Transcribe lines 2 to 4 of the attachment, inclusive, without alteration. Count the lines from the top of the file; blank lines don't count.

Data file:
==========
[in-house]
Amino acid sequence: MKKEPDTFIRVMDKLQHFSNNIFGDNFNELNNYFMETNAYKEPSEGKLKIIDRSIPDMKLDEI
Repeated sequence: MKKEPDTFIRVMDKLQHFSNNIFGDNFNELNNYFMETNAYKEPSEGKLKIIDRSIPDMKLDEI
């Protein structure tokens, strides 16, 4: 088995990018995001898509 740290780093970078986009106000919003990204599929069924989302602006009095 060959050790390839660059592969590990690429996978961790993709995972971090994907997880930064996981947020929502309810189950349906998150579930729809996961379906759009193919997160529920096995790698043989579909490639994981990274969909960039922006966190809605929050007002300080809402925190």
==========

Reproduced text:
Amino acid sequence: MKKEPDTFIRVMDKLQHFSNNIFGDNFNELNNYFMETNAYKEPSEGKLKIIDRSIPDMKLDEI
Repeated sequence: MKKEPDTFIRVMDKLQHFSNNIFGDNFNELNNYFMETNAYKEPSEGKLKIIDRSIPDMKLDEI
């Protein structure tokens, strides 16, 4: 088995990018995001898509 740290780093970078986009106000919003990204599929069924989302602006009095 060959050790390839660059592969590990690429996978961790993709995972971090994907997880930064996981947020929502309810189950349906998150579930729809996961379906759009193919997160529920096995790698043989579909490639994981990274969909960039922006966190809605929050007002300080809402925190």